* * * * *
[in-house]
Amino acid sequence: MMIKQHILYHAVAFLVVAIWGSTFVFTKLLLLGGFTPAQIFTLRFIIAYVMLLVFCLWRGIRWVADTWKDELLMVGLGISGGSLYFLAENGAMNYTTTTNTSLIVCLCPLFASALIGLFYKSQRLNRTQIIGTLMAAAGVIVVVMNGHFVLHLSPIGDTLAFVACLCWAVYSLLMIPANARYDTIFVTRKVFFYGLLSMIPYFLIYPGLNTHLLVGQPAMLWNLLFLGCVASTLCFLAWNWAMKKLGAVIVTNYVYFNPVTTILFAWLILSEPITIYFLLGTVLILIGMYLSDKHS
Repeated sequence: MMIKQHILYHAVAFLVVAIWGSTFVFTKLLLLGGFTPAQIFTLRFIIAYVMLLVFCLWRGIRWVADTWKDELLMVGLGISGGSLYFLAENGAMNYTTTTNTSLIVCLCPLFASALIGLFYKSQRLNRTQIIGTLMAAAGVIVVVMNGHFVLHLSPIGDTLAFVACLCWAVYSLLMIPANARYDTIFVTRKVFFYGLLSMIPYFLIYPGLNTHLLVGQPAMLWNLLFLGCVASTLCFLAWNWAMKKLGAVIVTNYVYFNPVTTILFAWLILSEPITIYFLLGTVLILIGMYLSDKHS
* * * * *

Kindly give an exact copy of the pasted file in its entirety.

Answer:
[in-house]
Amino acid sequence: MMIKQHILYHAVAFLVVAIWGSTFVFTKLLLLGGFTPAQIFTLRFIIAYVMLLVFCLWRGIRWVADTWKDELLMVGLGISGGSLYFLAENGAMNYTTTTNTSLIVCLCPLFASALIGLFYKSQRLNRTQIIGTLMAAAGVIVVVMNGHFVLHLSPIGDTLAFVACLCWAVYSLLMIPANARYDTIFVTRKVFFYGLLSMIPYFLIYPGLNTHLLVGQPAMLWNLLFLGCVASTLCFLAWNWAMKKLGAVIVTNYVYFNPVTTILFAWLILSEPITIYFLLGTVLILIGMYLSDKHS
Repeated sequence: MMIKQHILYHAVAFLVVAIWGSTFVFTKLLLLGGFTPAQIFTLRFIIAYVMLLVFCLWRGIRWVADTWKDELLMVGLGISGGSLYFLAENGAMNYTTTTNTSLIVCLCPLFASALIGLFYKSQRLNRTQIIGTLMAAAGVIVVVMNGHFVLHLSPIGDTLAFVACLCWAVYSLLMIPANARYDTIFVTRKVFFYGLLSMIPYFLIYPGLNTHLLVGQPAMLWNLLFLGCVASTLCFLAWNWAMKKLGAVIVTNYVYFNPVTTILFAWLILSEPITIYFLLGTVLILIGMYLSDKHS